Monday, 11 October 2010

How I hate this part

The pigs are loaded up in the trailer ready to go.
They followed the little trail of apples up the ramp with almost no fuss at all, which always makes me feel such a heel. Sometimes I wish deep down inside that they would do a Tamworth Two and make a bid for freedom.

My neighbour offered to take them to the abattoir for me with his pigs, but I always feel it is incumbent upon me to go with them on their last journey. I am sure it makes no difference to them whatsoever, but it feels like my last duty to these animals that have given me so much pleasure for the last few months.

All I have to do now is fill in the movement licence paperwork and write down my instructions about how I want them to come back.

I eat meat and have no guilt about that, and I know that my two porkers have had a good life - longer and much more natural than the vast percentage of the pigs raised in the UK and elsewhere. They have had the sun on their backs, a large patch of ground to excavate, a wide and varied diet and the ability to run up and down to their hearts' content. They had a good scratch behind the ears whenever I walked past.

They are also a pair of intact boars, and conditions here aren't suitable for overwintering pigs - I simply couldn't keep them even if I wanted to do so.

But I still feel like a total cad this morning.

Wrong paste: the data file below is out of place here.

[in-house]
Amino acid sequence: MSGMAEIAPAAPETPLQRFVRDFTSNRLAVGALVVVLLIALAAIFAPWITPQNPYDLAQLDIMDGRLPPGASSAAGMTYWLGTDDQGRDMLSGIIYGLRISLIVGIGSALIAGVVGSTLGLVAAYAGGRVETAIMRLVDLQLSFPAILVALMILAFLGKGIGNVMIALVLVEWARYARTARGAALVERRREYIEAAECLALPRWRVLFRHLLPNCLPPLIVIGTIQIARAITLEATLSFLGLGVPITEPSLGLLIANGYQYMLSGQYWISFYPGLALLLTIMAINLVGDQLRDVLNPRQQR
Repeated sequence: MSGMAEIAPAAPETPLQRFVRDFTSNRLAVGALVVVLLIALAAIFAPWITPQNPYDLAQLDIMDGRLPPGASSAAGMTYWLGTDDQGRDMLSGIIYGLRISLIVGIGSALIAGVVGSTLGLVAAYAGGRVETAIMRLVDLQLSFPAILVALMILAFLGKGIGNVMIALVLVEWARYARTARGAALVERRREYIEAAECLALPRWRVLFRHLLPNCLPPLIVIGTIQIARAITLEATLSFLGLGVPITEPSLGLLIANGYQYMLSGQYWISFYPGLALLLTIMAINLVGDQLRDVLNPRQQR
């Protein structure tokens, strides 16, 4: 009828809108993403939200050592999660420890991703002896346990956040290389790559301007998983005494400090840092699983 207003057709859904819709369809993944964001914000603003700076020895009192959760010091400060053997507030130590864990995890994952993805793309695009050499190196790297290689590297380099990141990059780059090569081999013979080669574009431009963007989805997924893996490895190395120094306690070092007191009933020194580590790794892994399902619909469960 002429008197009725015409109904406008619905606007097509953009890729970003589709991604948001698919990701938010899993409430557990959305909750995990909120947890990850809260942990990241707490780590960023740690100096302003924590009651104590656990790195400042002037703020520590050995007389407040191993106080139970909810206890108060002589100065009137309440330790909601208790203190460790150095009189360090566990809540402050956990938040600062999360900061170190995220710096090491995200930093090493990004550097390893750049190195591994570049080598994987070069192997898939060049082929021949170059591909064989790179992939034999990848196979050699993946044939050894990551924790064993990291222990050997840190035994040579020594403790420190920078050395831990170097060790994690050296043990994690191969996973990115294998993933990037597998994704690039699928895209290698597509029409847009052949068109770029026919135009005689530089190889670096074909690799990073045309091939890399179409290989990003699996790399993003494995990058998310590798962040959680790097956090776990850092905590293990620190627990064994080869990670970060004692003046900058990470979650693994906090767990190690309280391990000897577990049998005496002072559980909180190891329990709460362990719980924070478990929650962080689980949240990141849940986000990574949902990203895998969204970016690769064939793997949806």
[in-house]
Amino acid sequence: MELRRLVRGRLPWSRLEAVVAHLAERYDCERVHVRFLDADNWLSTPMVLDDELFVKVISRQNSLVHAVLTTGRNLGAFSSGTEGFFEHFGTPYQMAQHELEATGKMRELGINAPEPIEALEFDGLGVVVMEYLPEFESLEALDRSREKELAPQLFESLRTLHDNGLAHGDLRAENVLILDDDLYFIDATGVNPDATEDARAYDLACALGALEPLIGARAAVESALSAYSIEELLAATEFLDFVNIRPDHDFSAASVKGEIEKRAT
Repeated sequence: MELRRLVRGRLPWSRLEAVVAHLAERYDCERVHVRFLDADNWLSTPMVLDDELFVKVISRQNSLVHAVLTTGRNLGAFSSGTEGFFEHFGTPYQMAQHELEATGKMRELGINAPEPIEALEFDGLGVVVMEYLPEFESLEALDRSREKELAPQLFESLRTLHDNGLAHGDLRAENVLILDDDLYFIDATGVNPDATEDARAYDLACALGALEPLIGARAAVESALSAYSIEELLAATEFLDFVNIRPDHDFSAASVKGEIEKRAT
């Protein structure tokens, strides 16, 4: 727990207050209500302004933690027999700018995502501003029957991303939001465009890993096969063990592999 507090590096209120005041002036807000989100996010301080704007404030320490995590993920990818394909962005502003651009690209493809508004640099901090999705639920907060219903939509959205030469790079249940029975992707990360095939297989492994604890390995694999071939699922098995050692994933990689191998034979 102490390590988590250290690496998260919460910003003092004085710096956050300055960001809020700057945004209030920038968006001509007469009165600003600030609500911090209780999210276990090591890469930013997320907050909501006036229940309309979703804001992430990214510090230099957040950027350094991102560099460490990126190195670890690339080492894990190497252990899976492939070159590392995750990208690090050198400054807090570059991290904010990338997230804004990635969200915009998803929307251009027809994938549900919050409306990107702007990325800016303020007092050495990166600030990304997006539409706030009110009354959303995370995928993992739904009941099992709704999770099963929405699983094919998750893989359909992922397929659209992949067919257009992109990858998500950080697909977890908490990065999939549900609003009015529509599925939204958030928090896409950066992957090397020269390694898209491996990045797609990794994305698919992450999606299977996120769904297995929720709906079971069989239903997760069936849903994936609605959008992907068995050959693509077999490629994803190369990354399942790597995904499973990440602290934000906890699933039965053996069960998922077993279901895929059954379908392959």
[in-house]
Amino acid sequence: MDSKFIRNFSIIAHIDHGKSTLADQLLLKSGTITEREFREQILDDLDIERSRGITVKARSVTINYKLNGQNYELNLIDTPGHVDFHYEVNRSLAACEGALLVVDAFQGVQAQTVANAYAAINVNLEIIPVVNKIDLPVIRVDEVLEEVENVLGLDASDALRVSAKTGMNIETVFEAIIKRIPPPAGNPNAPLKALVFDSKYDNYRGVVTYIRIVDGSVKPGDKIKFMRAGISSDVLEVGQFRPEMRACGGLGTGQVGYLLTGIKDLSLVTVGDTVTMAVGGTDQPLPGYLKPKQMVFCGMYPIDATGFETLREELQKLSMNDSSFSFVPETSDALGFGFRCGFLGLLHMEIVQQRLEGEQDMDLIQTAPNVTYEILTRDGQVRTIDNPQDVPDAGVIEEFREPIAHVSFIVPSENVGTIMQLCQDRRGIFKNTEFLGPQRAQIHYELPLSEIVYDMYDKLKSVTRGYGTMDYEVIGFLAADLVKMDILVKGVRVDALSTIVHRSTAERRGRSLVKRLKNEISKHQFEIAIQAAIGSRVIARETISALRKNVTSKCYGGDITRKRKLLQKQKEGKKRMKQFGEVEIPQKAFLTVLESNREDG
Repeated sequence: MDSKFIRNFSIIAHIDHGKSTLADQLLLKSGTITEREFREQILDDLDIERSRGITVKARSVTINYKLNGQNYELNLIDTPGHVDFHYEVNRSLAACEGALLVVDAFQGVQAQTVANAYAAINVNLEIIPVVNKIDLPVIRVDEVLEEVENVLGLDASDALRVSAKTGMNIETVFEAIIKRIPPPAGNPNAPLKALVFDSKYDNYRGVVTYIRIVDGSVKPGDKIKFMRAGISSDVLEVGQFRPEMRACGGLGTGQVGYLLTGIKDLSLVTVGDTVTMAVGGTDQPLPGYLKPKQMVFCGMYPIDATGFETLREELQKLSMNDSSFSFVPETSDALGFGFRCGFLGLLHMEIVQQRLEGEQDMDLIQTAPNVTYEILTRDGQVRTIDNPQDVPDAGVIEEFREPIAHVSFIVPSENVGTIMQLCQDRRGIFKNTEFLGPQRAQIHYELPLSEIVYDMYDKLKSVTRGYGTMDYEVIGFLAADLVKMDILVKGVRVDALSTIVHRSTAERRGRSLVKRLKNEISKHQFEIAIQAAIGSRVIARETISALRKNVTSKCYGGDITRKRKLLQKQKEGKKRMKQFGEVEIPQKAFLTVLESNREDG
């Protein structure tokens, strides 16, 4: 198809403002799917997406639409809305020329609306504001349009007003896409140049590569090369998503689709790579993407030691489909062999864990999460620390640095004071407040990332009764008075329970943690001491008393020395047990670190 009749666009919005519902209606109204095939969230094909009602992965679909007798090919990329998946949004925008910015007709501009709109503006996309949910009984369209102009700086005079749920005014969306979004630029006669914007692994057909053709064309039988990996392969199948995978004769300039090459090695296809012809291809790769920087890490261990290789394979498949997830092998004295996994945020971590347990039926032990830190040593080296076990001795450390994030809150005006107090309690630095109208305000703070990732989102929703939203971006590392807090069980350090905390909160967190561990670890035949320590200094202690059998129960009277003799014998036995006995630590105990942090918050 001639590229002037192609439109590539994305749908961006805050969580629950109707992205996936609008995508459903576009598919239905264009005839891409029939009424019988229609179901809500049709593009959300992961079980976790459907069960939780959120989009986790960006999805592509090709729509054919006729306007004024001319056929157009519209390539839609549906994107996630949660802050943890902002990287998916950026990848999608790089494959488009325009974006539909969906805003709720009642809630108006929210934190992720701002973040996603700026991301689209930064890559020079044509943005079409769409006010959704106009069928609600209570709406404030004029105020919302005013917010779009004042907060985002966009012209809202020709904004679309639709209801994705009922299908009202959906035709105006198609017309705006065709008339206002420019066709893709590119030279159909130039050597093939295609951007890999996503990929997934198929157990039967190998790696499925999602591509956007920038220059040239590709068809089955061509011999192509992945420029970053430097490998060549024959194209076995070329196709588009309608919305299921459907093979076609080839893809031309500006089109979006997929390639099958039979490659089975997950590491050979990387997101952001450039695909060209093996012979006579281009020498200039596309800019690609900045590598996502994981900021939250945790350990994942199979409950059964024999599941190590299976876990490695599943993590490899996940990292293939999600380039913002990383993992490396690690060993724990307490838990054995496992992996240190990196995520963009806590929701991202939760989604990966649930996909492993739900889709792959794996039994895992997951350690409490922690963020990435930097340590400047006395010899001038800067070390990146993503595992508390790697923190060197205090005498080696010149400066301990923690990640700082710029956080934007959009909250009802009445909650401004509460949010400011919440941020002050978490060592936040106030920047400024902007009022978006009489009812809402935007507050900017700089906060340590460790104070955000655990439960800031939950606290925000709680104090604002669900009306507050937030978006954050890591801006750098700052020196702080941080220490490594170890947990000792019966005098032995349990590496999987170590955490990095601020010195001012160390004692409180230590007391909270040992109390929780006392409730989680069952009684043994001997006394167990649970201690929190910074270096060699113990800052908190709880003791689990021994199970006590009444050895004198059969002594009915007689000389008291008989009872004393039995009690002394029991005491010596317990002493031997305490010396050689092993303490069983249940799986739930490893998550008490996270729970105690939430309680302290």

1. i grew up on a cattle ranch in Texas. i remember my mother naming the cows and my father saying, "don't do that. don't get attached." still i know she secretly had names for the cows in her head. i did. i simply had to ignore what would happen to them when they were herded onto the trailer and driven away. farming and raising animals keeps you very close to life's cycles. it is a peaceful life most of the time, but then there are those melancholy moments. i wish you peace.

  2. utmost respect for you because I'm not sure I could do it ... but I happily buy meat. I think everyone that does buy meat needs to have a taste of what you've just gone through ... because that is the reality.

    Focus on the fact that they have had happy lives. As you said, most don't.

    In fact you've just reminded me to get in touch with my local organic farm to buy stuff again, instead of the supermarket's stuff - I think it's cruel how they treat animals.

    Did R used to take them to the abattoir, did you go together, or did you used to do it? Being alone sucks so much, when you have to do stuff like this. Big hugs xx

  3. @WnS: Yes you are so right about raising animals keeping you in tune with the cycle of life. It doesn't always help, but mostly it does bring a feeling of peace.
    And there are only two animals here with names - one is Moose and the other is the first sheep to be born on the property, both of whom I hope will be with me for many years to come.

    @Boo: The animals have always been mainly my thing. R normally came with me to the abattoir, though, mainly as moral support (and to reverse the trailer!). So far I have always been able to find someone to go with me, which has helped a lot.